ENTP vs INTJ – these two personality types sound pretty different just by looking at their acronyms.
But are they really, though?
As an INTJ, I can testify there are some key differences between the two MBTI types.
But there are also some important ways they’re rather similar.
And today, we’ll cover both.
So let’s dive straight in.
What’s ENTP like?
This personality type is communicative, curious, and impulsive. They enjoy a good debate, which allows them to showcase their knowledge and perspectives.
ENTPs are pretty rare. They make up just about 2–5% of the population. So good chances are, you might have never met one.
Now, if you did, how would you know?
Let’s take a closer look at its cognitive functions. Here they are, sorted in the order they’re most used:
- Extroverted intuition – ENTPs are brainstormers, and they express their ideas out loud. They search for patterns and connections to create theories and predict outcomes. Before settling on the right one, ENTPs like exploring their options first.
- Introverted thinking – ENTPs apply logic and reasoning to understand a situation or a problem. Because it’s introverted, it’s focused on bringing order to their inner worlds.
- Extroverted feeling – this function focuses on values. It helps ENTPs consider other people’s emotions and priorities when assessing their actions. However, it’s often undeveloped, which is why ENTPs might appear unkind.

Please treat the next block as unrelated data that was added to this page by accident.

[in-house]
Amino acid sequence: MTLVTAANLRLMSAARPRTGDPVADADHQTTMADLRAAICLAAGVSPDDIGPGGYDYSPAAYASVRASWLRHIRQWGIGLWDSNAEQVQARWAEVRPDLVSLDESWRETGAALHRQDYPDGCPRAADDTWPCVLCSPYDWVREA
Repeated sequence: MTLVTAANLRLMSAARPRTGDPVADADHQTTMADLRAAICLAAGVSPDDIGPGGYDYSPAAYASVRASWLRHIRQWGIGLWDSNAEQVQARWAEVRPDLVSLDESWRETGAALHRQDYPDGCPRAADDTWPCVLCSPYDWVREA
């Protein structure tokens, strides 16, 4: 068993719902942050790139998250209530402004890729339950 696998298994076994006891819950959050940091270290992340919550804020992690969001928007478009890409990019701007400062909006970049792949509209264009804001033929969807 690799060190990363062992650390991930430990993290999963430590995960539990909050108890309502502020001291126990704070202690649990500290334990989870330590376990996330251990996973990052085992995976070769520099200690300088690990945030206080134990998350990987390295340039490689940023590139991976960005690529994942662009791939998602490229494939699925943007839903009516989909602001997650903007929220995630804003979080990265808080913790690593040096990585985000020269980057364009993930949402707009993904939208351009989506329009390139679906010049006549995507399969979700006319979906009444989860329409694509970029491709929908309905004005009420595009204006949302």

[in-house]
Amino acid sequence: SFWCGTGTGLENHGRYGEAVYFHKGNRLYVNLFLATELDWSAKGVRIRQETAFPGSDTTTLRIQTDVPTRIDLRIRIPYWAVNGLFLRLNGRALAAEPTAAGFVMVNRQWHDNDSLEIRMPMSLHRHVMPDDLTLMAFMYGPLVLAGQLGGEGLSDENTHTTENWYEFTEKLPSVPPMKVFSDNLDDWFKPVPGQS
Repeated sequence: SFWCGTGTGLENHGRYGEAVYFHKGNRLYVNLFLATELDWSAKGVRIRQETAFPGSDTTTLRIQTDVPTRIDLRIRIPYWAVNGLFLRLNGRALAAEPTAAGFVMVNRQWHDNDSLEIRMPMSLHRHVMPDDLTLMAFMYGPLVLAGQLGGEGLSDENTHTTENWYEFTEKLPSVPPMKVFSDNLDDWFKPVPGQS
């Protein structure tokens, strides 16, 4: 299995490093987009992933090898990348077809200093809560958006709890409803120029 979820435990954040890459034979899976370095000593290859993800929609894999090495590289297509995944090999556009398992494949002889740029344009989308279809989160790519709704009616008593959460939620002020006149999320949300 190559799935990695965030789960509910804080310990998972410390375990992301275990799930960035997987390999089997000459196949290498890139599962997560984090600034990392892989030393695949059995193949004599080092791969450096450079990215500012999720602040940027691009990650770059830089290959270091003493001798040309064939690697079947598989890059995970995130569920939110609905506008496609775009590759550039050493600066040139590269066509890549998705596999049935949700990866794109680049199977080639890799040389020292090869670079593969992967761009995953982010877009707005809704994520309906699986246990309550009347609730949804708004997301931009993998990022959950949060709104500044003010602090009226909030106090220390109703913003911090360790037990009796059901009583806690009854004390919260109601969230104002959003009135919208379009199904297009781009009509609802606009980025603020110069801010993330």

- Introverted sensing – rather weak in ENTPs. This function helps with storing information in an organized way for future use. That’s why ENTPs might appear inconsistent and unreliable.
How about INTJ?
INTJs are very logical and analytical. They’re not afraid of an intellectual challenge. In fact, that’s what pumps them up.
INTJs are just as rare as ENTPs. That means chances are even slimmer of knowing both of them in real life.
But let’s decipher which personality traits make INTJs what they are. To do that, let’s take a look at their cognitive functions in the order they’re used:
- Introverted intuition – INTJs see patterns in things, which helps them see the bigger picture. This allows them to stay focused on the goal, even if it’s a long-term one.
- Extroverted thinking – this function makes INTJs very objective and efficient. It allows them to apply logic and rational reasoning when making a decision.
- Introverted feeling – this is a relatively undeveloped function for an INTJ. But when it’s used, it helps INTJs act in accordance with their morals and values.